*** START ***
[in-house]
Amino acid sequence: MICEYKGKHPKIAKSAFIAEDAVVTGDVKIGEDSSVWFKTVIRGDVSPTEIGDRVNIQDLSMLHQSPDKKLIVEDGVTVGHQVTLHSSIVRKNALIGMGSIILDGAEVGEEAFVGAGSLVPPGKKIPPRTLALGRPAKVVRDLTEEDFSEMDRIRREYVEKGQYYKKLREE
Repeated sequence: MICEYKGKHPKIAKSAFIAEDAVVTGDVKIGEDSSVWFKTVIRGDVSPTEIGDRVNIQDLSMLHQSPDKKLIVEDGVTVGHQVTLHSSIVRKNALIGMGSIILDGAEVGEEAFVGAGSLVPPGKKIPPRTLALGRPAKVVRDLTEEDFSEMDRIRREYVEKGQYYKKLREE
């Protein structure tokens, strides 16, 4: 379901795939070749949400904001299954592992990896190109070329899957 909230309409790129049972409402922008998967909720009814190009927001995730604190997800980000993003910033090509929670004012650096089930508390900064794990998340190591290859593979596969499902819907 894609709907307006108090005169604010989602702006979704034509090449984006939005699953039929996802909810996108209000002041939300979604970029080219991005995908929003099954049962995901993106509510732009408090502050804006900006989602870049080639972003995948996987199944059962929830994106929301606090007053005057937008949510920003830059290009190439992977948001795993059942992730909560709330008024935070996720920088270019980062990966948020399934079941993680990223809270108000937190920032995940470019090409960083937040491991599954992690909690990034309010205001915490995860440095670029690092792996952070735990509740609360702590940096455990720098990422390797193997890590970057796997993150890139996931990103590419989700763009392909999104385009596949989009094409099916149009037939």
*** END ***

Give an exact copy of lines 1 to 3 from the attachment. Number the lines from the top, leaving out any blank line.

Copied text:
[in-house]
Amino acid sequence: MICEYKGKHPKIAKSAFIAEDAVVTGDVKIGEDSSVWFKTVIRGDVSPTEIGDRVNIQDLSMLHQSPDKKLIVEDGVTVGHQVTLHSSIVRKNALIGMGSIILDGAEVGEEAFVGAGSLVPPGKKIPPRTLALGRPAKVVRDLTEEDFSEMDRIRREYVEKGQYYKKLREE
Repeated sequence: MICEYKGKHPKIAKSAFIAEDAVVTGDVKIGEDSSVWFKTVIRGDVSPTEIGDRVNIQDLSMLHQSPDKKLIVEDGVTVGHQVTLHSSIVRKNALIGMGSIILDGAEVGEEAFVGAGSLVPPGKKIPPRTLALGRPAKVVRDLTEEDFSEMDRIRREYVEKGQYYKKLREE